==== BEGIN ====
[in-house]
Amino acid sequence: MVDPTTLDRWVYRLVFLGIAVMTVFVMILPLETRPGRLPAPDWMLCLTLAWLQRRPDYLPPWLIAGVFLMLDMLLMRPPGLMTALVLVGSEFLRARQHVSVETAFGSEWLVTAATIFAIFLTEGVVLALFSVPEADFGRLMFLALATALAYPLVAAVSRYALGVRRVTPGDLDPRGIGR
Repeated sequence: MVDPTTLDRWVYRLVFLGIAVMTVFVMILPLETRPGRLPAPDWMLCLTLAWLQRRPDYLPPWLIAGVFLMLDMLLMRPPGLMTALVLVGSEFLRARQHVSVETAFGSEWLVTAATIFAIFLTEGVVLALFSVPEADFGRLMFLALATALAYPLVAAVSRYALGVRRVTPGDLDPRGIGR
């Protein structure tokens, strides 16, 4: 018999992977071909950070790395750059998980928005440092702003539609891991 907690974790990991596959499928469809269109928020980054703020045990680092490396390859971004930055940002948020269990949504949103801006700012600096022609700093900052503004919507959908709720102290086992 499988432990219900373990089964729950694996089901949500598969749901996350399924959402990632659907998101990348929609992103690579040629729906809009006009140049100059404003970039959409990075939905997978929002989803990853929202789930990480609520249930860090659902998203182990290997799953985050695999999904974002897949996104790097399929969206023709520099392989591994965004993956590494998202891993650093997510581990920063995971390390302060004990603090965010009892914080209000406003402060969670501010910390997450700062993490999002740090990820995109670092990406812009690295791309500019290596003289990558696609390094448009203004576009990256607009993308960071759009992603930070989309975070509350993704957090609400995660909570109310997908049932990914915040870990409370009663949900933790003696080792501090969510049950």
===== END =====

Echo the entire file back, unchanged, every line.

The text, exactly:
[in-house]
Amino acid sequence: MVDPTTLDRWVYRLVFLGIAVMTVFVMILPLETRPGRLPAPDWMLCLTLAWLQRRPDYLPPWLIAGVFLMLDMLLMRPPGLMTALVLVGSEFLRARQHVSVETAFGSEWLVTAATIFAIFLTEGVVLALFSVPEADFGRLMFLALATALAYPLVAAVSRYALGVRRVTPGDLDPRGIGR
Repeated sequence: MVDPTTLDRWVYRLVFLGIAVMTVFVMILPLETRPGRLPAPDWMLCLTLAWLQRRPDYLPPWLIAGVFLMLDMLLMRPPGLMTALVLVGSEFLRARQHVSVETAFGSEWLVTAATIFAIFLTEGVVLALFSVPEADFGRLMFLALATALAYPLVAAVSRYALGVRRVTPGDLDPRGIGR
């Protein structure tokens, strides 16, 4: 018999992977071909950070790395750059998980928005440092702003539609891991 907690974790990991596959499928469809269109928020980054703020045990680092490396390859971004930055940002948020269990949504949103801006700012600096022609700093900052503004919507959908709720102290086992 499988432990219900373990089964729950694996089901949500598969749901996350399924959402990632659907998101990348929609992103690579040629729906809009006009140049100059404003970039959409990075939905997978929002989803990853929202789930990480609520249930860090659902998203182990290997799953985050695999999904974002897949996104790097399929969206023709520099392989591994965004993956590494998202891993650093997510581990920063995971390390302060004990603090965010009892914080209000406003402060969670501010910390997450700062993490999002740090990820995109670092990406812009690295791309500019290596003289990558696609390094448009203004576009990256607009993308960071759009992603930070989309975070509350993704957090609400995660909570109310997908049932990914915040870990409370009663949900933790003696080792501090969510049950």